The latest petition drive to ask Austin voters to amend the city charter – not Save Austin Now's reborn effort to re-up the ban on public camping (that is, on visible homelessness), or the sputtery push to recall the mayor – is from the good-government campaign calling itself Austinites for Progressive Reform. Its four-proposal package is pitched as a way to "make Austin the most pro-democracy city in the country," at the vanguard of pushback against Texas' dismal legacy of voter suppression and disenfranchisement. The most substantive of these measures would make Austin a strong-mayor city, like Houston (and New York, Chicago, etc.) but unlike other big Texas cities, where the mayor is like the president, the Council is like Congress, and the city manager is just a staffer. That end state has caused concern, as summed up in a letter sent in mid-December to APR's leader, Andrew Allison, from, among others, local labor leaders (led by AFSCME Local 1624, the municipal employees union) and justice reform advocates on the city's Reimagining Public Safety Task Force. The letter asks Allison to pull the plug on APR's drive, saying that the 10-1 council as it has existed since 2014 has "produced significant, tangible results on behalf of Austin residents," including the pro-labor and de-policing measures toward which its signatories have invested substantial toil and treasure.
"If passed, your amendment would reward these efforts and hard-earned results by hollowing out the Council's power and transferring it to a single, unknown person in 2022," they write, meaning the to-be-elected strong mayor. "We are unconvinced ... that the system proposed would have produced the achievements that the 10-1 council has."
Allison, who's been shepherding this effort since last summer amid the noise of the 2020 election cycle, wrote back promptly to express his regrets. After detailing APR's civic engagement over the last six months – a blue-ribbon steering committee, 17 public meetings in October, and then securing more than 20,000 signatures in "just 22 days" – he says it's basically out of his hands, although APR has yet to submit its sigs to the city clerk. "This campaign belongs to Austin now," he writes. "Those of us with access or privilege are not entitled to dispense with that process before the voters have a chance to weigh in."
Allison goes on to make counterarguments and pitch APR's package as actually strengthening 10-1; his response is several times longer than the original letter, and its points are also laid out on the APR website at www.austinprogress.org. It's a well-packaged effort that's projecting much confidence; the steering committee is a diverse group of real players in Austin politics (including noted allies of current Mayor Steve Adler but also opponents), and while it hasn't yet had to file a campaign finance report (its first is due Jan. 15), it has a professional campaign team that's won plenty of elections before. The city hasn't held a May election since 10-1, and if APR has in fact secured enough signatures, it would probably be the only thing on the ballot.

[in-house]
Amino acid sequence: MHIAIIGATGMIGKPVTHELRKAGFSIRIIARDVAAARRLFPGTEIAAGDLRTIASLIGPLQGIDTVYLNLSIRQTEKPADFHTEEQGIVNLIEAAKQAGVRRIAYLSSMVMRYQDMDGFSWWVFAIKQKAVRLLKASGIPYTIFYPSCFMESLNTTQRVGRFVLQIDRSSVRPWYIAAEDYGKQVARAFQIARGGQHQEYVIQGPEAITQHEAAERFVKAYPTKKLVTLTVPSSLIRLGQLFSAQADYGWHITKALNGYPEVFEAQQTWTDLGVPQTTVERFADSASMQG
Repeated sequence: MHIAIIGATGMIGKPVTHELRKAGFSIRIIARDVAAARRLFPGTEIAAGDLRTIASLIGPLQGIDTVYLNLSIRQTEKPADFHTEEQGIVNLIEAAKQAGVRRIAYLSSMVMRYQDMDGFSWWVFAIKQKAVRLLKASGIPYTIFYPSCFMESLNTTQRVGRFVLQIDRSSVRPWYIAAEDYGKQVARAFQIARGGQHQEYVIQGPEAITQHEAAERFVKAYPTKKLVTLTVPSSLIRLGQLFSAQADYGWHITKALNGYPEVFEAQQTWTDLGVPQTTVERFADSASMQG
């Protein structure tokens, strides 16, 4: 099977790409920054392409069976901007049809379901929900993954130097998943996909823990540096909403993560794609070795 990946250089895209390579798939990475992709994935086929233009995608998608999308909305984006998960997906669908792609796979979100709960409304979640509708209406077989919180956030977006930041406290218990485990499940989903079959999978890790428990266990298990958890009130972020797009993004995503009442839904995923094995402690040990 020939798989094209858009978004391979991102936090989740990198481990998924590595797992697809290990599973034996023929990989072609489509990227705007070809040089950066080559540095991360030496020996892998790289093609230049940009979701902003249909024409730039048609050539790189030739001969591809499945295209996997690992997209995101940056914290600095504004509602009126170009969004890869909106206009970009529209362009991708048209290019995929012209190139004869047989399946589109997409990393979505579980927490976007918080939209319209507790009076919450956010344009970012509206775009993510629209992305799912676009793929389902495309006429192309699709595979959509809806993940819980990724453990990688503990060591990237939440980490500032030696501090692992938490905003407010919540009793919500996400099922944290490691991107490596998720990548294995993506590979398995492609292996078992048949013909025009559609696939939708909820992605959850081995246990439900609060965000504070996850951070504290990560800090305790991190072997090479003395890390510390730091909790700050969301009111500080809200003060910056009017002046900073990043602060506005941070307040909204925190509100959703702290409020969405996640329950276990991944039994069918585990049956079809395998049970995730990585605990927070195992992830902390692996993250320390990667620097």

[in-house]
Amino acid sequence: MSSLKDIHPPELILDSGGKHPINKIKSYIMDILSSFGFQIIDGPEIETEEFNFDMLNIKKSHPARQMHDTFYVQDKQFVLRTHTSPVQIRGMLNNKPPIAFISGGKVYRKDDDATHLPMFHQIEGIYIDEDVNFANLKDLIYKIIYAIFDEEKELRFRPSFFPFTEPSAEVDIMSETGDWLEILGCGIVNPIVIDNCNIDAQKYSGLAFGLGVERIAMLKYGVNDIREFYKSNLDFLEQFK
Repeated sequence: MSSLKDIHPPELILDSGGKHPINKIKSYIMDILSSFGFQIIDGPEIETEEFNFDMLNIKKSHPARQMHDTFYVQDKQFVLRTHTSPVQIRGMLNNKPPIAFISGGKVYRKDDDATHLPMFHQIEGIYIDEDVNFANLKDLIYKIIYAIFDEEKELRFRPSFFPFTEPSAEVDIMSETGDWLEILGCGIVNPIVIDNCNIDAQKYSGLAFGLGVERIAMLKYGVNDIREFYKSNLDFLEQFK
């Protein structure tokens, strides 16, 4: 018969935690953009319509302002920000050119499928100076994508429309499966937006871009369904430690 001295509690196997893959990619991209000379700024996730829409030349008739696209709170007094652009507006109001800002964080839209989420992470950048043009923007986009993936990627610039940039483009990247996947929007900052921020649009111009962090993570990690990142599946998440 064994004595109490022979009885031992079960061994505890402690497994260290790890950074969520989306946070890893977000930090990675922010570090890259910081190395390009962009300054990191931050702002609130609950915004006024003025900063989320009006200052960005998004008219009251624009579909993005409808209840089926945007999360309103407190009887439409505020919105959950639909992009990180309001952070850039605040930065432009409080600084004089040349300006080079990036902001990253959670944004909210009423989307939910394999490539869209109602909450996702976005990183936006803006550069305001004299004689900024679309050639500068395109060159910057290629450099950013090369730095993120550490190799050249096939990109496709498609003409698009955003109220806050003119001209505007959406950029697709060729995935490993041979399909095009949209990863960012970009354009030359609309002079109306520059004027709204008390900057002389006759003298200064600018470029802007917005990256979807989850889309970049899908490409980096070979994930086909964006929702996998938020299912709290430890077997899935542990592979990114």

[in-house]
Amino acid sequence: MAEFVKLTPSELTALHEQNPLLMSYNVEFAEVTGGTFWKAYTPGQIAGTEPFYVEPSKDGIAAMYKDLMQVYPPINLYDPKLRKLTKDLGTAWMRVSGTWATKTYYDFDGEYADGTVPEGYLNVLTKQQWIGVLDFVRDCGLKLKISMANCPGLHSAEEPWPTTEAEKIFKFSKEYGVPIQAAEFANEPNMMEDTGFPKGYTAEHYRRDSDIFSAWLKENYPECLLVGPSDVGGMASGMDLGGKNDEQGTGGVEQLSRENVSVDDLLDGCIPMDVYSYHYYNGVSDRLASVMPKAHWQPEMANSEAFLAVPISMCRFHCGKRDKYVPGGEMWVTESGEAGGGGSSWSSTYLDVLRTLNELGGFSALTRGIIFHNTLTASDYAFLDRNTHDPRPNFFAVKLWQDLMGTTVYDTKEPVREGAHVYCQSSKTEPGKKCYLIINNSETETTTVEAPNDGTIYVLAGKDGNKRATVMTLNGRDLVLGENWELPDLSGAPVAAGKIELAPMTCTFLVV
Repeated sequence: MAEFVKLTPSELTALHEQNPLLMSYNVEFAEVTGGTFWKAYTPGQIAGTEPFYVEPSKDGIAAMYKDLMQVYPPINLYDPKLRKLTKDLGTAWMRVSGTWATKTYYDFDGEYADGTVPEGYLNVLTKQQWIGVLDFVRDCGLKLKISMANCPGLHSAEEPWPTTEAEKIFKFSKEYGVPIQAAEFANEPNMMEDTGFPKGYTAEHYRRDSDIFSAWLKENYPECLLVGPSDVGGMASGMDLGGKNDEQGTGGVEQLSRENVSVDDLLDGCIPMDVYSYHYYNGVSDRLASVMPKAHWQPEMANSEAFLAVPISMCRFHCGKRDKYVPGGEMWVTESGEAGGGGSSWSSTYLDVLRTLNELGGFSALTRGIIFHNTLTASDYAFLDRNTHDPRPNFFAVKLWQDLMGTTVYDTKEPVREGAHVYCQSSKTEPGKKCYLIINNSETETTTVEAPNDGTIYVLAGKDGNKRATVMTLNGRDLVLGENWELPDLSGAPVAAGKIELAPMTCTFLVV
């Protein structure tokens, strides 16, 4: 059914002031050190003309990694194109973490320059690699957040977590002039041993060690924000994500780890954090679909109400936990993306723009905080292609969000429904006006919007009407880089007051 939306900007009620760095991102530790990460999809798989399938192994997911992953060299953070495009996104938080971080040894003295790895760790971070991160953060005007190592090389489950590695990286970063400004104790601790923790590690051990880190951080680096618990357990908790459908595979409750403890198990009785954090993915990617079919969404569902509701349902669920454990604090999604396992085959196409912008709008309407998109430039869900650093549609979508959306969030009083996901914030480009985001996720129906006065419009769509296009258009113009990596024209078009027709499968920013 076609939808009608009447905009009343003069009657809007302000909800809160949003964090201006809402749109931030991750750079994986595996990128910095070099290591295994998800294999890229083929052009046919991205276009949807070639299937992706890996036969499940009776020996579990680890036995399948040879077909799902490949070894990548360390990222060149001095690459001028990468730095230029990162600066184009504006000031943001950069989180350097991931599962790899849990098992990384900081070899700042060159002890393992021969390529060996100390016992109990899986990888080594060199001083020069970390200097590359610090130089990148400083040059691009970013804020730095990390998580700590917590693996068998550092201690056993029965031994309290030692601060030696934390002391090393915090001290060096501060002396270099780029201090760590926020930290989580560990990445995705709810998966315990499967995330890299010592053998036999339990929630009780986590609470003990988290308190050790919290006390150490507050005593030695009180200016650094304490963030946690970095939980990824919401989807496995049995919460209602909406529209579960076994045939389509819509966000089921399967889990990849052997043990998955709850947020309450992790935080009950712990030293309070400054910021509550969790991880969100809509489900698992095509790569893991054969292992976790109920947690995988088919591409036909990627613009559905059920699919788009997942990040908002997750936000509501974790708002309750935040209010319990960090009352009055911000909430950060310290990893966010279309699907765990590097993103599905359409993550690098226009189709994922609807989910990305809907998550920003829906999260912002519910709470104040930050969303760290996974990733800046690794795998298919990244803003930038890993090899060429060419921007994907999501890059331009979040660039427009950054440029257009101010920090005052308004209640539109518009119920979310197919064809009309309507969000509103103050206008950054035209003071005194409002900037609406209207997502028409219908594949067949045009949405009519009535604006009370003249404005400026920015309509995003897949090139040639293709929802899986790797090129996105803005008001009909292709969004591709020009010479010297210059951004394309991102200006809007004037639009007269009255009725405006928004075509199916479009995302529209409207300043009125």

I think it's fair to say that APR's three other reform proposals are sweeteners to get Austin to swallow its strong-mayor medicine. One would move the mayoral election to higher-turnout presidential years, which, sure. Its current alignment with the gubernatorial midterm is an artifact of when 10-1 was adopted in November 2012, with no greater intent. The second institutes ranked-choice voting, replacing low-turnout run-offs such as we just had, which would be great and indeed more democratic. (It probably wouldn't have saved Jimmy Flannigan, but it would have spared Alison Alter much agita.) But RCV, and most any other alternative vote system you may fancy, is not permissible under state law, so until that changes there's no urgency. (And yes, the particular limits in current statute have racist origins.)
The third is a public financing system of "Democracy Dollars," a voucher system where each registered voter would be able to earmark $25 to a candidate in each Council race. While running against "big money" is a venerable tradition in Austin politics, past electorates have rejected using tax dollars to support candidates; the current limited system, which many candidates opt out of, draws funds from lobbyist registrations, which is intended to make a statement. In practice, though Austin has a lot of registered voters, $25 isn't much money, and the APR proposal requires candidates to clear a nontrivial threshold of signatures and contributions to show they're legit. So this is more of a fun, symbolic treat, not a major rethinking of Austin's already austere campaign finance environment.
Strong-mayor, though, would absolutely turn City Hall upside down, and activists are right to worry that voters might adopt it as part of a pleasant-tasting goo-goo reform effort without thinking about its implications. That doesn't mean we shouldn't consider it; if APR has made it onto the ballot, we have time between now and May to dive deeper. The effort already scrambles the solidarity of Austin's progressive leadership – for example, there are members of the APR steering committee who also signed the union letter – and Allison's pitch all along has been that we should talk through the issues like adults and friends. Let's do that.
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